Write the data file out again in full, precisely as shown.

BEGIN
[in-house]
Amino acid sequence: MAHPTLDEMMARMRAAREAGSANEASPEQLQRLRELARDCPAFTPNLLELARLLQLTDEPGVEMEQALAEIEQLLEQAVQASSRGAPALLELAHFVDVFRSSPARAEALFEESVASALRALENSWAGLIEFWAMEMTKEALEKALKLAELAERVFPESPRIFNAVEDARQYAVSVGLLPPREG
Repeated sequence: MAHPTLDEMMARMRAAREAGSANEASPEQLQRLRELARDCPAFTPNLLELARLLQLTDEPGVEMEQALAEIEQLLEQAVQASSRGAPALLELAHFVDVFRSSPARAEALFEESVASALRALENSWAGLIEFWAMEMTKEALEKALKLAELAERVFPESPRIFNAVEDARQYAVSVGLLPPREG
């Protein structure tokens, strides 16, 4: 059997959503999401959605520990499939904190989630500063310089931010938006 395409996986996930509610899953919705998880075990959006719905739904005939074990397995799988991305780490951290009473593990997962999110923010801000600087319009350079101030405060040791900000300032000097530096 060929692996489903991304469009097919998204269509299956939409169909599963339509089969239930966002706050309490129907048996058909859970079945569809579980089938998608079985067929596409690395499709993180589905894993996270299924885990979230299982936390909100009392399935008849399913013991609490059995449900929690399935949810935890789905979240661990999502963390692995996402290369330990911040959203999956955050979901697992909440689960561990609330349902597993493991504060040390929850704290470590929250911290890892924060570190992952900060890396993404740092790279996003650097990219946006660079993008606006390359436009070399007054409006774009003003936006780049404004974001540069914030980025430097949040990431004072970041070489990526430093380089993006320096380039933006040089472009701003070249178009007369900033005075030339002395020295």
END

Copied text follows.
[in-house]
Amino acid sequence: MAHPTLDEMMARMRAAREAGSANEASPEQLQRLRELARDCPAFTPNLLELARLLQLTDEPGVEMEQALAEIEQLLEQAVQASSRGAPALLELAHFVDVFRSSPARAEALFEESVASALRALENSWAGLIEFWAMEMTKEALEKALKLAELAERVFPESPRIFNAVEDARQYAVSVGLLPPREG
Repeated sequence: MAHPTLDEMMARMRAAREAGSANEASPEQLQRLRELARDCPAFTPNLLELARLLQLTDEPGVEMEQALAEIEQLLEQAVQASSRGAPALLELAHFVDVFRSSPARAEALFEESVASALRALENSWAGLIEFWAMEMTKEALEKALKLAELAERVFPESPRIFNAVEDARQYAVSVGLLPPREG
């Protein structure tokens, strides 16, 4: 059997959503999401959605520990499939904190989630500063310089931010938006 395409996986996930509610899953919705998880075990959006719905739904005939074990397995799988991305780490951290009473593990997962999110923010801000600087319009350079101030405060040791900000300032000097530096 060929692996489903991304469009097919998204269509299956939409169909599963339509089969239930966002706050309490129907048996058909859970079945569809579980089938998608079985067929596409690395499709993180589905894993996270299924885990979230299982936390909100009392399935008849399913013991609490059995449900929690399935949810935890789905979240661990999502963390692995996402290369330990911040959203999956955050979901697992909440689960561990609330349902597993493991504060040390929850704290470590929250911290890892924060570190992952900060890396993404740092790279996003650097990219946006660079993008606006390359436009070399007054409006774009003003936006780049404004974001540069914030980025430097949040990431004072970041070489990526430093380089993006320096380039933006040089472009701003070249178009007369900033005075030339002395020295």